might go even longer, based on the previous proceeding, but it was absolutely fascinating to watch the former president sitting there watching his fate essentially being decided by this court.

COATES: Well, first, Evan, the mom in me is not going to begrudge any parent for showing up for their kids' event, whether it's a sporting event or you are arguing a consequential matter in the D.C. Circuit Court. Kudos to those parents.

PEREZ: Right.

COATES: But I'm really curious about the note-passing here. You're saying that he was passing notes to his attorney who was arguing.


COATES: Were there particular moments that you saw from President Trump particularly animated and invested in handing those notes over? Were there certain argument times, immunity, for example, or when he was talking about official acts?

What were those moments?


Well, yes, absolutely. He -- the idea that -- for example, when Judge Pan was asking about this idea that he has to be impeached, that he has to be convicted first, Trump was taking furious notes during that proceeding, during that part of it.

Again, when Pearce was making the argument about that he doesn't expect just because the former president is being prosecuted in this case, that in the future that there will be similar prosecutions, again, Trump furiously was taking notes. He leaned over to talk to his lawyer when, for example, Judge Henderson raised the idea that the take care clause that you guys were just discussing just a few minutes ago, where the idea that the former president, when he took office, obviously, he took an oath to take care and to make sure that the laws are executed in this country.

And she said it was paradoxical that he then would be immune from being prosecuted if he broke those very laws. He leaned over and spoke to his attorneys again during that bit of questioning. So, clearly, he was listening very, very closely. Everybody in the room was eyes focused on him obviously to see what his reactions would be.

Very unusual, obviously, to have a defendant coming to one of these proceedings.

And in reference to Mr. Pearce's mom, I asked her, I said: "Why are you here today?" And she said: "You couldn't keep me away from here today."


PEREZ: So, mom, very, very much, very much invested in the proceedings here today.

COATES: Moms everywhere are like, you got that right.

Thank you very much.

PEREZ: Right. Exactly.

COLLINS: I'm so glad you asked that question about the notes, though, because that also caught my interest when Evan said that Trump was passing notes to his attorney.


COLLINS: But, Evan, there were a few moments where the judges here had to repeatedly follow up with their questions or rephrase them for Trump's attorneys.

PEREZ: Right.

COLLINS: I mean, what did they -- what were their facial expressions? What was their kind of body language during this?

PEREZ: Well, certainly, I think they were trying to hew very close to their arguments. They were trying to make sure that they didn't stray very, very far from the arguments.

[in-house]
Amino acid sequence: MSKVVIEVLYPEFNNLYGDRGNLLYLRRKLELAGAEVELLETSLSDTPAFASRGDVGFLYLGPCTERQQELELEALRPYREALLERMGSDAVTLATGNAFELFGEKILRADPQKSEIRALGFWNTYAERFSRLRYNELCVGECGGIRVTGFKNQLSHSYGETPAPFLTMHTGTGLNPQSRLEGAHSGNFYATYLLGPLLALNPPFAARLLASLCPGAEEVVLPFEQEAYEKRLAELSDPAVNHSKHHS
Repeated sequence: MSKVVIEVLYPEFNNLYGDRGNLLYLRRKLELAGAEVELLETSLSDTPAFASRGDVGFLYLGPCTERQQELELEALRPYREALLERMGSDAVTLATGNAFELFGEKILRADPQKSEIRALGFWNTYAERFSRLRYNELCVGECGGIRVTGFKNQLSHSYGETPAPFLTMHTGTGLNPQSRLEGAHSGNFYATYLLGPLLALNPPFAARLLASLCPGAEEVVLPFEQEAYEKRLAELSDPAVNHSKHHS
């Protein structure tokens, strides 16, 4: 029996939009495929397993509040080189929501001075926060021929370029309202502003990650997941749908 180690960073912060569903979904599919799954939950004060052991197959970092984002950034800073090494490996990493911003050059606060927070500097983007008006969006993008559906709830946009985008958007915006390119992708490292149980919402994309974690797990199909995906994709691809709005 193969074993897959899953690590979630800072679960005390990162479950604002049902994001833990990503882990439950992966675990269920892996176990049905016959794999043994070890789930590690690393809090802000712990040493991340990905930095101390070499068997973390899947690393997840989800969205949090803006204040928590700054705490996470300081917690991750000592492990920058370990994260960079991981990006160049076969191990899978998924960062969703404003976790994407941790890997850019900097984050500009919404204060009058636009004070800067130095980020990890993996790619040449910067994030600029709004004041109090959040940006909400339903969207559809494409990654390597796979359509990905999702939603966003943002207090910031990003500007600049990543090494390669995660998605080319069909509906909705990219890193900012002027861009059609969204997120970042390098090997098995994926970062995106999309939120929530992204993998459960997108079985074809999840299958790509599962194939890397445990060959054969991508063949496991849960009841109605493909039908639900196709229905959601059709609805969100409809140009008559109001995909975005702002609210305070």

One of the things the government points out is that Trump and his legal team, they have evolved a little bit in some of their arguments. And so, certainly, I think, certainly for Mr. Sauer, as he -- as soon as he hit the podium, he started getting questions from Judge Childs, from Judge Henderson.

So, they -- he didn't even have a minute really to start doing his presentation. It's always very fascinating to watch the lawyers who come with -- who prepare for days and days and weeks, right, to do this presentation. And then they come in here and it's rapid fire questions from these judges, who don't really have that much patience and don't really pay attention to the clock either.

And so that was, I think, always unnerving for any lawyer, but these guys seem to be rolling with the punches.

COATES: There was a part, I mean, during the conversation, and it was Judge Pan, and she asked about a quote from Donald Trump in the congressional record. Let's put it on the screen.

She says: "Sorry, but there is a quote in the congressional record in which your client said, through counsel, no former officeholder is immune from investigation or prosecution."


PEREZ: Right.

COATES: I'm wondering what Donald Trump was doing when receipts were provided in the courtroom. PEREZ: Those were one of the -- that was one of the few moments where

I saw him just look -- stare -- stare straight at the judge. He didn't really have much of a physical reaction.

There are times where he purses his lips. It's one of his mannerisms that we always observe, especially when he doesn't like something. He purses his lips and looks straight ahead. And that was one of those moments, very characteristic of the former president.

You know. You know when there's something being said that he doesn't like. And that's one of the tells.